of locating, evaluating, and assembling evidence; and, most important, the existence of relevant evidence. Use of the L.E.A.D. framework to broaden what is considered useful, high-quality evidence and to gradually increase the availability of such evidence will help in attaining this standard. Together with the importance of taking a systems approach and making the best possible use of diverse types of evidence that are relevant to the user’s perspective and the question being asked, a major emphasis of this report is the urgent need to generate more evidence to inform efforts to address obesity prevention and other complex public health problems. Much of what is called for in the framework will meet the expectations and needs of decision makers when sufficient evidence exists, although clearly such is not yet the case (see Chapter 3). On the other hand, failure to find relevant evidence may either (erroneously) reinforce the perception that effective interventions cannot be identified, or increase skepticism or resistance on the part of decision makers—who must proceed in the interim—with respect to the utility of incorporating evidence into their decision-making process. As described in Chapter 7, when decision makers face choices that must be made and actions that must be taken in the relative absence of evidence, or at least on the basis of inconclusive, inconsistent, or incomplete evidence, the L.E.A.D. framework calls for critical evaluation and systematic building on experience in a continuous translation, action, monitoring, surveillance, and feedback loop (i.e., matching, mapping, pooling, and patching; see Appendix E for more detail).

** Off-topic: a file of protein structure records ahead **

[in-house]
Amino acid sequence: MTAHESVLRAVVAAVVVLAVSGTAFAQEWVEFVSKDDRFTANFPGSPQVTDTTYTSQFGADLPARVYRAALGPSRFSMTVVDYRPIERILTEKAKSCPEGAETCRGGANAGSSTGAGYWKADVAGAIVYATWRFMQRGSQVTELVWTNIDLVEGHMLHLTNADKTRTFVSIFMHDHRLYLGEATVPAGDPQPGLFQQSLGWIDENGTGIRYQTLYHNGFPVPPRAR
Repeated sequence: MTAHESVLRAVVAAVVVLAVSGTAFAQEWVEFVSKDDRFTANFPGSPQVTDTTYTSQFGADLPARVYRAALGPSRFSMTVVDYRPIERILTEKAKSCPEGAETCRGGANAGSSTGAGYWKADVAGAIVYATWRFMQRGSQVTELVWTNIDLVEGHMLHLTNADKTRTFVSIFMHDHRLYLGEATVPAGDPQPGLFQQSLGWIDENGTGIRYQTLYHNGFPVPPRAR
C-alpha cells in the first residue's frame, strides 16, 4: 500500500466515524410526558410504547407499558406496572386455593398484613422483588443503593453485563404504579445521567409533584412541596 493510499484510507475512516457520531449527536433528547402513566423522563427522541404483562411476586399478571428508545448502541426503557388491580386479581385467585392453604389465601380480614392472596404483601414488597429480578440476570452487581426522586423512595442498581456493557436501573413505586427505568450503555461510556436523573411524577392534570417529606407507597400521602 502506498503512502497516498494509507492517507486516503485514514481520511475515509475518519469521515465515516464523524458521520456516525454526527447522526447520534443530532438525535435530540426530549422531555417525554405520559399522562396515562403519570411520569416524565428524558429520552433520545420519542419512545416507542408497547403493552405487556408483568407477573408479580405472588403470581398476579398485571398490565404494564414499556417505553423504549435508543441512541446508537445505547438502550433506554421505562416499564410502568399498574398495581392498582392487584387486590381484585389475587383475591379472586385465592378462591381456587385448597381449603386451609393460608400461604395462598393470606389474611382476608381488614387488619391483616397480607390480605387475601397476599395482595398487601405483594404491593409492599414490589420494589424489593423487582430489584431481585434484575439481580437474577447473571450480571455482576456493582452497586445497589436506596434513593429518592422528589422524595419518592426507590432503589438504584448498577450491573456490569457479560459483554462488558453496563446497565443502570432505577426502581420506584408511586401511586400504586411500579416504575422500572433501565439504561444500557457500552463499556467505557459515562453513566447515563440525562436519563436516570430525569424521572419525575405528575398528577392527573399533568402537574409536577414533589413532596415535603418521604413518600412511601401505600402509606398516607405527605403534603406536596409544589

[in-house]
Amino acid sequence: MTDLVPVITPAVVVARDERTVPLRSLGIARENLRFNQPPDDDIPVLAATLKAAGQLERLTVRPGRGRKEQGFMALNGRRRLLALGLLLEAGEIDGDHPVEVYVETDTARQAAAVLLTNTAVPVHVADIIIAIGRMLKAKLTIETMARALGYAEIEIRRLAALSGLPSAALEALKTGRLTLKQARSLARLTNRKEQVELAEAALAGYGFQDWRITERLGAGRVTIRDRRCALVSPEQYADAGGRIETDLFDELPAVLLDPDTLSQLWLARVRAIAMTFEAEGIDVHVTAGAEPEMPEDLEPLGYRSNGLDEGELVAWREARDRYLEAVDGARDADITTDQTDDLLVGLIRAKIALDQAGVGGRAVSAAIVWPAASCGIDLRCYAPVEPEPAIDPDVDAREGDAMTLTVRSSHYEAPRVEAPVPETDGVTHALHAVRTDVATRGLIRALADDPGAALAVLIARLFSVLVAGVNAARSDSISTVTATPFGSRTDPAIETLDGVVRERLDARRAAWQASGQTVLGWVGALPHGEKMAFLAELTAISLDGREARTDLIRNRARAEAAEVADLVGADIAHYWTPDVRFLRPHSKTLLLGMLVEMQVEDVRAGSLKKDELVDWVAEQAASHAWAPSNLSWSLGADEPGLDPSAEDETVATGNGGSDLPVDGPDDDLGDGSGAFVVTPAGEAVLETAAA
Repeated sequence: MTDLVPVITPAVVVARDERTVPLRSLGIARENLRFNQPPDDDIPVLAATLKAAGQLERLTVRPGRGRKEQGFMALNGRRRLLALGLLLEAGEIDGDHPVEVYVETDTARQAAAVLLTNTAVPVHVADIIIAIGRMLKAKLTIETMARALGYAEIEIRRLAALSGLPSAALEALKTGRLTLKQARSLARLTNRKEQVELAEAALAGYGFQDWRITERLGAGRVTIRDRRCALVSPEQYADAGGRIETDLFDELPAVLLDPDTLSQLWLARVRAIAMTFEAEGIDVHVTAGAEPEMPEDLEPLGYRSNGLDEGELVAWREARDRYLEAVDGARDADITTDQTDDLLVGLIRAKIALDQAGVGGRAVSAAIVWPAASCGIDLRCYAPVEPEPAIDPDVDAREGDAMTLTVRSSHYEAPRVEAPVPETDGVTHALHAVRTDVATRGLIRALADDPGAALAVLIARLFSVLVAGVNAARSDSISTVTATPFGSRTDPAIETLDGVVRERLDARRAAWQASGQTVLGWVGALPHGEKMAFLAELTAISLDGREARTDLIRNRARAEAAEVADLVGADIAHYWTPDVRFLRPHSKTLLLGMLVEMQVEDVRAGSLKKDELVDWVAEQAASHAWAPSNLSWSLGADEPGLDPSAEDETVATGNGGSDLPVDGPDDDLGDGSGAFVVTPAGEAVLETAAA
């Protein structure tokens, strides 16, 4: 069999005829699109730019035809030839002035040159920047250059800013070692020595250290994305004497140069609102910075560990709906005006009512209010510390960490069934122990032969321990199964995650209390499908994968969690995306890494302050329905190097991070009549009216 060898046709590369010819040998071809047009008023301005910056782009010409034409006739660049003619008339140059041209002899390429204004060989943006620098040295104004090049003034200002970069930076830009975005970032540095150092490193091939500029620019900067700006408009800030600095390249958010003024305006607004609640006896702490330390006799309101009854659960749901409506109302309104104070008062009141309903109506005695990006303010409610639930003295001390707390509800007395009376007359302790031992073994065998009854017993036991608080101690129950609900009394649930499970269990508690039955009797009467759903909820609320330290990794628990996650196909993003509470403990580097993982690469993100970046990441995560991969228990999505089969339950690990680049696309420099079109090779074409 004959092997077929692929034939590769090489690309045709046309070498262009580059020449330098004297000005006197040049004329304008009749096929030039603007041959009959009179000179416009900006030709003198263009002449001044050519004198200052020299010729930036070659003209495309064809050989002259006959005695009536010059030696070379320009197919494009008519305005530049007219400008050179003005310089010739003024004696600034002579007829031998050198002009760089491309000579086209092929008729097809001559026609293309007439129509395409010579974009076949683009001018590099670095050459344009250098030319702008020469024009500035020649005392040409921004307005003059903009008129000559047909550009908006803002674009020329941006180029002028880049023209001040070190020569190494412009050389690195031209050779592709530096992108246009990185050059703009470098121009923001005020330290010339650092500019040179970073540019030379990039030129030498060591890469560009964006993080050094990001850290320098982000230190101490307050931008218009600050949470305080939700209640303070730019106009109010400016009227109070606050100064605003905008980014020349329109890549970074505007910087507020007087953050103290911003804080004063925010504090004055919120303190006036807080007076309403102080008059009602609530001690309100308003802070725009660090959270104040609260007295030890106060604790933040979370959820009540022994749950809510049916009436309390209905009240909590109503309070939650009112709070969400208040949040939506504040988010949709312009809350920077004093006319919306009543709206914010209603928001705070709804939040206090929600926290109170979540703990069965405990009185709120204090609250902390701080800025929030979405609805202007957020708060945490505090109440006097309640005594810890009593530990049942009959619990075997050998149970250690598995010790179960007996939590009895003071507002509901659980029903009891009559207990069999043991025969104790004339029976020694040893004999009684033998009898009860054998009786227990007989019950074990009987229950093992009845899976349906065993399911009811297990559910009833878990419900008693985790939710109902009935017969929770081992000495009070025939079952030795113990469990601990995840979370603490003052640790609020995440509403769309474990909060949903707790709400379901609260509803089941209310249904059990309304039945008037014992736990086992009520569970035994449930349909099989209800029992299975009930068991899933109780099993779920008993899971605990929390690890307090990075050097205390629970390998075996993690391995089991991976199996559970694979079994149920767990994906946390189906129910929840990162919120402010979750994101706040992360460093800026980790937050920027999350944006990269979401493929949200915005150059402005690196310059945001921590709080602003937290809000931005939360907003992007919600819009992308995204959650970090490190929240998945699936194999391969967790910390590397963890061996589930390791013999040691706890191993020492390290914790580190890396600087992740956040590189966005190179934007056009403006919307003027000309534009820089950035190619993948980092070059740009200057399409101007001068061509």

The purpose of this chapter is to motivate researchers and others whose primary role is to generate (i.e., support, fund, publish) evidence to adopt the L.E.A.D. framework as a guide to identifying and generating the types of evidence that are needed to support decision making on obesity prevention and other complex public health problems (see Figure 8-1). The focus is on evidence related to “What” and “How” questions, that is, evidence demonstrating the types of interventions that are effective in various contexts; what their impacts are; and which are relatively more or less effective, whether they are associated with unexpected benefits or problems, and what practical issues are involved in their implementation. As noted in Chapter 3 and defined in Chapter 5, these concerns point to areas in which a lack of evidence is most likely to be problematic. This chapter also anticipates a cycle that begins with planning from incomplete evidence, blended with theory, expert opinion, experience, and local wisdom (see Chapter 7), and ends with evaluating the consequences of interventions. Such a cycle, in turn, may produce the most credible evidence for other jurisdictions seeking practical models to emulate.
The chapter begins by briefly reviewing existing evidence needs and outlining the need for new directions in evidence generation and transdisciplinary exchange. It then addresses the limitations in the way evidence is reported in scientific journals and the need to take advantage of natural experiments and emerging and ongoing interventions as sources of practice-based evidence to fill the gaps in the best available evidence. The chapter concludes with a discussion of alternatives to randomized